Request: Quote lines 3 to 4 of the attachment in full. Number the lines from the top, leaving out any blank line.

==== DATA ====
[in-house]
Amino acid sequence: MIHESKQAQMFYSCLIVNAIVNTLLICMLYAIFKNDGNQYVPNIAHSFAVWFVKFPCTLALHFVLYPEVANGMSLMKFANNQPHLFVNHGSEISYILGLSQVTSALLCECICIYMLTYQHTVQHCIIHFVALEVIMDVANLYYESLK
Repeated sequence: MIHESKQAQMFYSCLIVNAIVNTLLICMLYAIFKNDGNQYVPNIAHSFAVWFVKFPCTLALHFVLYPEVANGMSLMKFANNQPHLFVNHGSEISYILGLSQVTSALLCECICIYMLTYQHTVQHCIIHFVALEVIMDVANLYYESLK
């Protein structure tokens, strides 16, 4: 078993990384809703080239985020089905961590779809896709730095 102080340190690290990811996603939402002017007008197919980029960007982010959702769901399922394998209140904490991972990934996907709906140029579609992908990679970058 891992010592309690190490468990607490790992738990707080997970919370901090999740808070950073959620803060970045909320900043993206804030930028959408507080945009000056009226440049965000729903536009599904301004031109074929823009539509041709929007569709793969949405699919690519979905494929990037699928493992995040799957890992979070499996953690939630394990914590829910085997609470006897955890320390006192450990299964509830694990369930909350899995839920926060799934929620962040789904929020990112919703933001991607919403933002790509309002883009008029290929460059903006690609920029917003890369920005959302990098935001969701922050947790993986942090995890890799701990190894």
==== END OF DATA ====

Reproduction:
Repeated sequence: MIHESKQAQMFYSCLIVNAIVNTLLICMLYAIFKNDGNQYVPNIAHSFAVWFVKFPCTLALHFVLYPEVANGMSLMKFANNQPHLFVNHGSEISYILGLSQVTSALLCECICIYMLTYQHTVQHCIIHFVALEVIMDVANLYYESLK
């Protein structure tokens, strides 16, 4: 078993990384809703080239985020089905961590779809896709730095 102080340190690290990811996603939402002017007008197919980029960007982010959702769901399922394998209140904490991972990934996907709906140029579609992908990679970058 891992010592309690190490468990607490790992738990707080997970919370901090999740808070950073959620803060970045909320900043993206804030930028959408507080945009000056009226440049965000729903536009599904301004031109074929823009539509041709929007569709793969949405699919690519979905494929990037699928493992995040799957890992979070499996953690939630394990914590829910085997609470006897955890320390006192450990299964509830694990369930909350899995839920926060799934929620962040789904929020990112919703933001991607919403933002790509309002883009008029290929460059903006690609920029917003890369920005959302990098935001969701922050947790993986942090995890890799701990190894």